There are several risk factors that can increase your chances of developing breast cancer. And while the risk increases as we age, there are certain preventative measures every women should do, whether she’s in her 20s or in her mammogram years, to help reduce her risk of getting the disease. Read on for 10 things every women should do to help prevent breast cancer.
Read more at

  1. Maintain a healthy weight. Being overweight or obese can increase your risk of developing breast cancer because fat cells produce small amounts of estrogen, which can fuel some cancers.
  2. Check up on your family history. How many people in your family have had breast cancer? If you don’t know, now’s the time to check. Having close family members who developed breast cancer increases your risk as well since certain risk factors are genetic.
  3. Don’t be a stranger to your girls. Self breast exams may not have been given a ringing endorsement from the medical community, but you should still be familiar with how your breasts feel and look so you’ll notice any changes.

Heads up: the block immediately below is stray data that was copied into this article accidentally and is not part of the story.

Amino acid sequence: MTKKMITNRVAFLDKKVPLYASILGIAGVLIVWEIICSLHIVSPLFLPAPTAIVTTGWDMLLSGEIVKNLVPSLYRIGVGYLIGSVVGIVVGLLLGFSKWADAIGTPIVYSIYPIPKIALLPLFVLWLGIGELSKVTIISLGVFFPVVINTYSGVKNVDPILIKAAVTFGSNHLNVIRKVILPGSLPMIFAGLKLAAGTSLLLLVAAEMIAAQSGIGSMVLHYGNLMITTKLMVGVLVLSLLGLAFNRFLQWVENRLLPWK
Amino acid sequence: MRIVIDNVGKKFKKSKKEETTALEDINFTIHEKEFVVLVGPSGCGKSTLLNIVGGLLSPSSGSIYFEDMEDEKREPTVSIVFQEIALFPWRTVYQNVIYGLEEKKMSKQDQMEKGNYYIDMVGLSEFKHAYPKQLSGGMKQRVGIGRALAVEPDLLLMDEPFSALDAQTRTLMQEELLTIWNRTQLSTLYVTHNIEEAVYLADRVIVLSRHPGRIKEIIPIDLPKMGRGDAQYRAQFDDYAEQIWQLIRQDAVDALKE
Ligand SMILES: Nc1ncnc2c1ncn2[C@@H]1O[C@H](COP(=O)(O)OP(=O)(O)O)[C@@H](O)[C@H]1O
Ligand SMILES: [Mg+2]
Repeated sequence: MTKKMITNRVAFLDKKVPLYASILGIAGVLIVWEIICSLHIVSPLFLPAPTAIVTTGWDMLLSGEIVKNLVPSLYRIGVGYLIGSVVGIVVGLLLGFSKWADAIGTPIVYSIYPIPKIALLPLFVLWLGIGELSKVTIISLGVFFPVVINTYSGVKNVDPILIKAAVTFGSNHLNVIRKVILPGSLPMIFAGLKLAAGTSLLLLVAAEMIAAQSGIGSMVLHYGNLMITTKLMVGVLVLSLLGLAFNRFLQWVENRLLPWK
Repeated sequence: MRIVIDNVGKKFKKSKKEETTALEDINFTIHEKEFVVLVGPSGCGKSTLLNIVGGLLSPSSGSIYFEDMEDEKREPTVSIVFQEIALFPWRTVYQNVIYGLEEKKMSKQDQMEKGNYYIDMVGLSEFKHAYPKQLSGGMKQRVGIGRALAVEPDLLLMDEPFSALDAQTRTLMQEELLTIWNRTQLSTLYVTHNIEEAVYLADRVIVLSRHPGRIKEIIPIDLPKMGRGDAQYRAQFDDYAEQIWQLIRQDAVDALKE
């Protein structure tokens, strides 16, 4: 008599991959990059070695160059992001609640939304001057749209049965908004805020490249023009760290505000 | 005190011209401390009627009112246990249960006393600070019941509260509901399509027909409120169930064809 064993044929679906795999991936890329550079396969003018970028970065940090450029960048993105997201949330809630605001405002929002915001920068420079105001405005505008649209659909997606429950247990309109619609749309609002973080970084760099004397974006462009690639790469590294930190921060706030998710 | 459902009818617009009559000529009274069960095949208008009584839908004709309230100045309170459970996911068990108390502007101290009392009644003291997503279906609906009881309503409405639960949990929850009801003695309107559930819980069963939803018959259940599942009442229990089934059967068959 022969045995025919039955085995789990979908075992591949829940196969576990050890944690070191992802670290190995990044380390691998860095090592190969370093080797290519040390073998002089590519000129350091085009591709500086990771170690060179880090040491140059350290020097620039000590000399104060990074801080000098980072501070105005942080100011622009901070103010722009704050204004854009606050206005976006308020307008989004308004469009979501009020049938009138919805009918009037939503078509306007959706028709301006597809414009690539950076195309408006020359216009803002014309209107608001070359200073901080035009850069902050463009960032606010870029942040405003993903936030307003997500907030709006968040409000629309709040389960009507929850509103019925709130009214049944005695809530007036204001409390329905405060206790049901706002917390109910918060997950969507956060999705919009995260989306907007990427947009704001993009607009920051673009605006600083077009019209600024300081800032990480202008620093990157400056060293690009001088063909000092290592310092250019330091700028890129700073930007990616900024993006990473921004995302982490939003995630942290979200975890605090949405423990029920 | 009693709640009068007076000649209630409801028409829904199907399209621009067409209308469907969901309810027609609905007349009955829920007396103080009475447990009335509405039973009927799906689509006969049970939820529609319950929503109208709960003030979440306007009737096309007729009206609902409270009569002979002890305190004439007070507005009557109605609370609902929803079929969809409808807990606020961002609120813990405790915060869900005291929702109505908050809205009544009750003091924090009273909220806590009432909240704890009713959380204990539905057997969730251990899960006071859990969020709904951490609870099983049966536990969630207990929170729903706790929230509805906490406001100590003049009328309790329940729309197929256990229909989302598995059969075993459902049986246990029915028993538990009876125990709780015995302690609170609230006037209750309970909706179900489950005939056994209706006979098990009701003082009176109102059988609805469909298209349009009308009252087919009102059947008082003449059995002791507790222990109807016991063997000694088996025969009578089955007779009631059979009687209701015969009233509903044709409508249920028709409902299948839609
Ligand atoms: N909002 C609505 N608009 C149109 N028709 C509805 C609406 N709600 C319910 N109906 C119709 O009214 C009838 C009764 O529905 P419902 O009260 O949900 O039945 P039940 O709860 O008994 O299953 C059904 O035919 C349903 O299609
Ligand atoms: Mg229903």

4. Drink in moderation. While that glass of red is good for you, excessive alcohol drinking has been linked to an increased risk of cancer. Stick to a one-a-day mantra if you want to reduce your risk.
  5. Keep exercising. Not only will working out help you maintain a healthy weight, exercising itself has been shown to reduce your risk of developing cancer. The American Cancer Society recommends 45 to 60 minutes of exercise, five times a week. And the Australian Cancer Council recommends people maintain a healthy body weight within a BMI range of 18.5 to 25.
  6. Support the cause. Everyone goes pink for the month of October, so pick a trustworthy organization and show your support. By donating time or money or dropping a few bucks on a cute product for Breast Cancer Awareness Month, you’ll be supporting breast cancer research that will help millions.